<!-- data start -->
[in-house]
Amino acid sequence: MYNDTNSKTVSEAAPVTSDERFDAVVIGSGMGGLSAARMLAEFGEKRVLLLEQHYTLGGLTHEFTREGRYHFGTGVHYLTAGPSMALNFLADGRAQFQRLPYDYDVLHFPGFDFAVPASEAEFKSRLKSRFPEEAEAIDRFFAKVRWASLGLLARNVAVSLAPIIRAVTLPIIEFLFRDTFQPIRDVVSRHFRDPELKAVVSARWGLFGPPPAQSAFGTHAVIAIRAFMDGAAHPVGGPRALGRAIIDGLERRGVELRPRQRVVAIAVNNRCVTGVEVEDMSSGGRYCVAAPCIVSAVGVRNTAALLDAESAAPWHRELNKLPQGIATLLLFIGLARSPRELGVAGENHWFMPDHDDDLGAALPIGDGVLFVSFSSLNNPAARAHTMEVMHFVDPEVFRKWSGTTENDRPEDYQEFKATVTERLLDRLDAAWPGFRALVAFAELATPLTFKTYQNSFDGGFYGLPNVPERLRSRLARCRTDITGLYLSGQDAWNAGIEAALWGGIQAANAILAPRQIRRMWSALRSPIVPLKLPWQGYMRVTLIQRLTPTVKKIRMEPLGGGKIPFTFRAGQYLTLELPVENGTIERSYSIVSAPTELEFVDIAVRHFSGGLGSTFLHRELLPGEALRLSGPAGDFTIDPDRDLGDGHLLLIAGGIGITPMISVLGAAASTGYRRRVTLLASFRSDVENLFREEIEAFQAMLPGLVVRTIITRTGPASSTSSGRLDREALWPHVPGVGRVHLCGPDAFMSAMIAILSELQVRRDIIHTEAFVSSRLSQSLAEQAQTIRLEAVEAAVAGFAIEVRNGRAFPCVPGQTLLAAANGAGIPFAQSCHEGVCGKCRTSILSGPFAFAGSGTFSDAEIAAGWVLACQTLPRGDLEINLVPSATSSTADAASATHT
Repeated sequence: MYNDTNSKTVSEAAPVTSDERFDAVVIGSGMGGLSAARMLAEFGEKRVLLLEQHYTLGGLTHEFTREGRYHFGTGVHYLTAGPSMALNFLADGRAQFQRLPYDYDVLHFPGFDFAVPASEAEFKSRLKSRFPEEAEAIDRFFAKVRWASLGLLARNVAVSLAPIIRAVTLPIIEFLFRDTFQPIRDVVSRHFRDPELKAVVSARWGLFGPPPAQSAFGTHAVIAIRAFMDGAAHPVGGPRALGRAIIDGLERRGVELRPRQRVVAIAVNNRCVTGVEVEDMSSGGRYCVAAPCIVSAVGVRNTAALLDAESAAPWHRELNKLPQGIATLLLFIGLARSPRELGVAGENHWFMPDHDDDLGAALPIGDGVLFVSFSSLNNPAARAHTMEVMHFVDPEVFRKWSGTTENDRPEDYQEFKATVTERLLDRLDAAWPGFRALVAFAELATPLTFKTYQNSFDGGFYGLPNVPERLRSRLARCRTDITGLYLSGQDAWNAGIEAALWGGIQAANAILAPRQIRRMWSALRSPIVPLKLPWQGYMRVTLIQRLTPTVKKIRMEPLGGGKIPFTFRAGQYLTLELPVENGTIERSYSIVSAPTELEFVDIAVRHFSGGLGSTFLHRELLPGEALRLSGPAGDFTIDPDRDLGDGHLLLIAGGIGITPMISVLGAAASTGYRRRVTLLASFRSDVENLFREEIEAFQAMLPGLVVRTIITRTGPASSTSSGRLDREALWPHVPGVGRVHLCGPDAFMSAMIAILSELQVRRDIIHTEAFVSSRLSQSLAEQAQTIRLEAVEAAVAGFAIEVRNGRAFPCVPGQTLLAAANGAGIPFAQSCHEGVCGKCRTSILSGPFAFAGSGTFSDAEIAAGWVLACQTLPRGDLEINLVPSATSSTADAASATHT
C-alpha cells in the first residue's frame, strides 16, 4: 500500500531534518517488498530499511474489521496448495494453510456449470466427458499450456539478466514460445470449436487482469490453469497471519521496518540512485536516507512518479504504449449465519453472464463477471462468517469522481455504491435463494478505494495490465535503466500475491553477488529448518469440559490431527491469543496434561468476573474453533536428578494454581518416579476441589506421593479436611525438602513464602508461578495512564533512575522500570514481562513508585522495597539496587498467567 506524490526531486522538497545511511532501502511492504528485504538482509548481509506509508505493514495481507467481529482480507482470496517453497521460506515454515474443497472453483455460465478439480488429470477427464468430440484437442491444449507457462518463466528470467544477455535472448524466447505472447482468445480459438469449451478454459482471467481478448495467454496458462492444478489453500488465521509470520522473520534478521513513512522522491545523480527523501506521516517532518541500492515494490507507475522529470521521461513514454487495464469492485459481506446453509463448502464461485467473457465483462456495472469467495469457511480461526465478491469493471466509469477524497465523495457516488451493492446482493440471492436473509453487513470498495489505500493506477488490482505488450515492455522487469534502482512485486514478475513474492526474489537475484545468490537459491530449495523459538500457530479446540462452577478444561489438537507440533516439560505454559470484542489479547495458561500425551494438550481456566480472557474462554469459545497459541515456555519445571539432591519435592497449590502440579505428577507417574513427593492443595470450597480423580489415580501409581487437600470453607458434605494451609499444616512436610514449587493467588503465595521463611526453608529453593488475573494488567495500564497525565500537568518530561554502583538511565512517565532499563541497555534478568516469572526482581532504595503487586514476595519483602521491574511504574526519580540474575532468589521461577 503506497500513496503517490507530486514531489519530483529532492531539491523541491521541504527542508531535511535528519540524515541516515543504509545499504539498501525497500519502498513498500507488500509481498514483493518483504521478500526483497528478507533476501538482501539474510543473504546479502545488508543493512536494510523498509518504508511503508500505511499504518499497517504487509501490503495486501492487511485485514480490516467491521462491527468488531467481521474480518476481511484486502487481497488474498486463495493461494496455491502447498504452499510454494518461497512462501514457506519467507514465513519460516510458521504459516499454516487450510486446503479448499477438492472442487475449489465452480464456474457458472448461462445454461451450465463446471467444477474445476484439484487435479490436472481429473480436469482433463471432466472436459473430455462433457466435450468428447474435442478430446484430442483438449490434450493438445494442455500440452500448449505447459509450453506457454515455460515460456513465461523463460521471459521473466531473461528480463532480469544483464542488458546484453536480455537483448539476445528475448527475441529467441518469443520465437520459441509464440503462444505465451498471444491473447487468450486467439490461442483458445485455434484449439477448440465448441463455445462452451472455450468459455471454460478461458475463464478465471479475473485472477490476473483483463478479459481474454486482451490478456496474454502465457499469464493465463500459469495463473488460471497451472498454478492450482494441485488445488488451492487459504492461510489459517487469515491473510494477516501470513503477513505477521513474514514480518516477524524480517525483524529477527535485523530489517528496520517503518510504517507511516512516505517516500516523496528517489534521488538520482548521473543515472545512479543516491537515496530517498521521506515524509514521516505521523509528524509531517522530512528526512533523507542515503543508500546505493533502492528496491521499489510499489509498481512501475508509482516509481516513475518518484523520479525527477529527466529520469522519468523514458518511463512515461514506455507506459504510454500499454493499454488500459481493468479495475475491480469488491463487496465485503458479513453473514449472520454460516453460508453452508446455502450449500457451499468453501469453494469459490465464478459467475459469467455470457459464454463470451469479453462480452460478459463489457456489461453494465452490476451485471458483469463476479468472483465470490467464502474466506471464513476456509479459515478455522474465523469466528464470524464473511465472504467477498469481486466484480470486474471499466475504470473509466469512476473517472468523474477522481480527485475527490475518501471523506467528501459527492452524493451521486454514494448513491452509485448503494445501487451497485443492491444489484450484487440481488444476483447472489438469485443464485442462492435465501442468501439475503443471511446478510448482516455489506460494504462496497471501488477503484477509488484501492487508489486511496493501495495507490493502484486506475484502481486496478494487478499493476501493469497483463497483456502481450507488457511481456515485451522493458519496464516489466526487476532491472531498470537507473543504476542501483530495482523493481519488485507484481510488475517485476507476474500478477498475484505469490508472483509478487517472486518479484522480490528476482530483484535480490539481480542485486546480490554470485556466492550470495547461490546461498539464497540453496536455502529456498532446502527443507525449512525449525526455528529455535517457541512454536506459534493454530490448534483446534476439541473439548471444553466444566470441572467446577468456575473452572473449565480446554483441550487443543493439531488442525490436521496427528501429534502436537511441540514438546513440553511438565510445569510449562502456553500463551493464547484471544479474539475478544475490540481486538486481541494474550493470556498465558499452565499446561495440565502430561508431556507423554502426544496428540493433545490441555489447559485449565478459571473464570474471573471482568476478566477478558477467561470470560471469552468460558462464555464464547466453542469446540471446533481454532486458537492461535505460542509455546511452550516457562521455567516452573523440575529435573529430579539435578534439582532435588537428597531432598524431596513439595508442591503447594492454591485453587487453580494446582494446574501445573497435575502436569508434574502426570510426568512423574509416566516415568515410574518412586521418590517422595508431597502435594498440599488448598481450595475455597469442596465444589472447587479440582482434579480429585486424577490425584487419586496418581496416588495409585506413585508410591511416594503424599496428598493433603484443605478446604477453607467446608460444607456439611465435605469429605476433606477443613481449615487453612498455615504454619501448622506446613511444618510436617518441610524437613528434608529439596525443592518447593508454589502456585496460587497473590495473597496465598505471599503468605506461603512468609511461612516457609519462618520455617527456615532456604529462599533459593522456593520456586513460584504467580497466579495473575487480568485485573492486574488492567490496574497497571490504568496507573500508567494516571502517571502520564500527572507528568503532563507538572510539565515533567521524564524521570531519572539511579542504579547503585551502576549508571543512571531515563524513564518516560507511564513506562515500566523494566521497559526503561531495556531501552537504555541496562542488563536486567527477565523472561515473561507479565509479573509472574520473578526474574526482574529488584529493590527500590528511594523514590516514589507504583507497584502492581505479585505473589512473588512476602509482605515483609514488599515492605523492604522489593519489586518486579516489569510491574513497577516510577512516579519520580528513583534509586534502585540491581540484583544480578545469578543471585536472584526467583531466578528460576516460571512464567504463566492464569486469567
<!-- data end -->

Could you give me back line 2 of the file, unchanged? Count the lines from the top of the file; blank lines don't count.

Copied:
Amino acid sequence: MYNDTNSKTVSEAAPVTSDERFDAVVIGSGMGGLSAARMLAEFGEKRVLLLEQHYTLGGLTHEFTREGRYHFGTGVHYLTAGPSMALNFLADGRAQFQRLPYDYDVLHFPGFDFAVPASEAEFKSRLKSRFPEEAEAIDRFFAKVRWASLGLLARNVAVSLAPIIRAVTLPIIEFLFRDTFQPIRDVVSRHFRDPELKAVVSARWGLFGPPPAQSAFGTHAVIAIRAFMDGAAHPVGGPRALGRAIIDGLERRGVELRPRQRVVAIAVNNRCVTGVEVEDMSSGGRYCVAAPCIVSAVGVRNTAALLDAESAAPWHRELNKLPQGIATLLLFIGLARSPRELGVAGENHWFMPDHDDDLGAALPIGDGVLFVSFSSLNNPAARAHTMEVMHFVDPEVFRKWSGTTENDRPEDYQEFKATVTERLLDRLDAAWPGFRALVAFAELATPLTFKTYQNSFDGGFYGLPNVPERLRSRLARCRTDITGLYLSGQDAWNAGIEAALWGGIQAANAILAPRQIRRMWSALRSPIVPLKLPWQGYMRVTLIQRLTPTVKKIRMEPLGGGKIPFTFRAGQYLTLELPVENGTIERSYSIVSAPTELEFVDIAVRHFSGGLGSTFLHRELLPGEALRLSGPAGDFTIDPDRDLGDGHLLLIAGGIGITPMISVLGAAASTGYRRRVTLLASFRSDVENLFREEIEAFQAMLPGLVVRTIITRTGPASSTSSGRLDREALWPHVPGVGRVHLCGPDAFMSAMIAILSELQVRRDIIHTEAFVSSRLSQSLAEQAQTIRLEAVEAAVAGFAIEVRNGRAFPCVPGQTLLAAANGAGIPFAQSCHEGVCGKCRTSILSGPFAFAGSGTFSDAEIAAGWVLACQTLPRGDLEINLVPSATSSTADAASATHT